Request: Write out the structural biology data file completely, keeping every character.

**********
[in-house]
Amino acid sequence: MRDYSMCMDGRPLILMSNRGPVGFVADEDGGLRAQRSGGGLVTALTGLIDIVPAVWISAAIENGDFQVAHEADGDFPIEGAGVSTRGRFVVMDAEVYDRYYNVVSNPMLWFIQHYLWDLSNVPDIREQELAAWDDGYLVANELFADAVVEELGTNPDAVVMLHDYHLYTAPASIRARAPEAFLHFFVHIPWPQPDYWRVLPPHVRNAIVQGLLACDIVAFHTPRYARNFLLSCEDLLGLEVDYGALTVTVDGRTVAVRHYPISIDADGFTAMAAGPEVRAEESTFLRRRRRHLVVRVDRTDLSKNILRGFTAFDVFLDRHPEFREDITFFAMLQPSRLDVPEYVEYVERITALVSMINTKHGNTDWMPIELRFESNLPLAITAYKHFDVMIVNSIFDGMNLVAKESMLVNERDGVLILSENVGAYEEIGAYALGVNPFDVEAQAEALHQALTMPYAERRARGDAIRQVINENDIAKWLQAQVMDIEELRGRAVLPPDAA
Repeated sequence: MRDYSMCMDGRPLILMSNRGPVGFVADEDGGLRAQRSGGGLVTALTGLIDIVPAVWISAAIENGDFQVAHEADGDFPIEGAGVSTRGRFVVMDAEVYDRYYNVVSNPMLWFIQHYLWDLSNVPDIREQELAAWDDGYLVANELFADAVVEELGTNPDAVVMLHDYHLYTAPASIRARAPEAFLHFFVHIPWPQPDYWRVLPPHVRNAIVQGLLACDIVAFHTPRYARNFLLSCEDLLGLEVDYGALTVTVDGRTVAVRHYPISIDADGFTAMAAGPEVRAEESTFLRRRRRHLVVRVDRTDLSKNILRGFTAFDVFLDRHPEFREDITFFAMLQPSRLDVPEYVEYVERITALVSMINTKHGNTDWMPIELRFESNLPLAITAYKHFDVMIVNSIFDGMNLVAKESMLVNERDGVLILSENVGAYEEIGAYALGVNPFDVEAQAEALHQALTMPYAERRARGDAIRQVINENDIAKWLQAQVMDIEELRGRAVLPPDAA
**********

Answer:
[in-house]
Amino acid sequence: MRDYSMCMDGRPLILMSNRGPVGFVADEDGGLRAQRSGGGLVTALTGLIDIVPAVWISAAIENGDFQVAHEADGDFPIEGAGVSTRGRFVVMDAEVYDRYYNVVSNPMLWFIQHYLWDLSNVPDIREQELAAWDDGYLVANELFADAVVEELGTNPDAVVMLHDYHLYTAPASIRARAPEAFLHFFVHIPWPQPDYWRVLPPHVRNAIVQGLLACDIVAFHTPRYARNFLLSCEDLLGLEVDYGALTVTVDGRTVAVRHYPISIDADGFTAMAAGPEVRAEESTFLRRRRRHLVVRVDRTDLSKNILRGFTAFDVFLDRHPEFREDITFFAMLQPSRLDVPEYVEYVERITALVSMINTKHGNTDWMPIELRFESNLPLAITAYKHFDVMIVNSIFDGMNLVAKESMLVNERDGVLILSENVGAYEEIGAYALGVNPFDVEAQAEALHQALTMPYAERRARGDAIRQVINENDIAKWLQAQVMDIEELRGRAVLPPDAA
Repeated sequence: MRDYSMCMDGRPLILMSNRGPVGFVADEDGGLRAQRSGGGLVTALTGLIDIVPAVWISAAIENGDFQVAHEADGDFPIEGAGVSTRGRFVVMDAEVYDRYYNVVSNPMLWFIQHYLWDLSNVPDIREQELAAWDDGYLVANELFADAVVEELGTNPDAVVMLHDYHLYTAPASIRARAPEAFLHFFVHIPWPQPDYWRVLPPHVRNAIVQGLLACDIVAFHTPRYARNFLLSCEDLLGLEVDYGALTVTVDGRTVAVRHYPISIDADGFTAMAAGPEVRAEESTFLRRRRRHLVVRVDRTDLSKNILRGFTAFDVFLDRHPEFREDITFFAMLQPSRLDVPEYVEYVERITALVSMINTKHGNTDWMPIELRFESNLPLAITAYKHFDVMIVNSIFDGMNLVAKESMLVNERDGVLILSENVGAYEEIGAYALGVNPFDVEAQAEALHQALTMPYAERRARGDAIRQVINENDIAKWLQAQVMDIEELRGRAVLPPDAA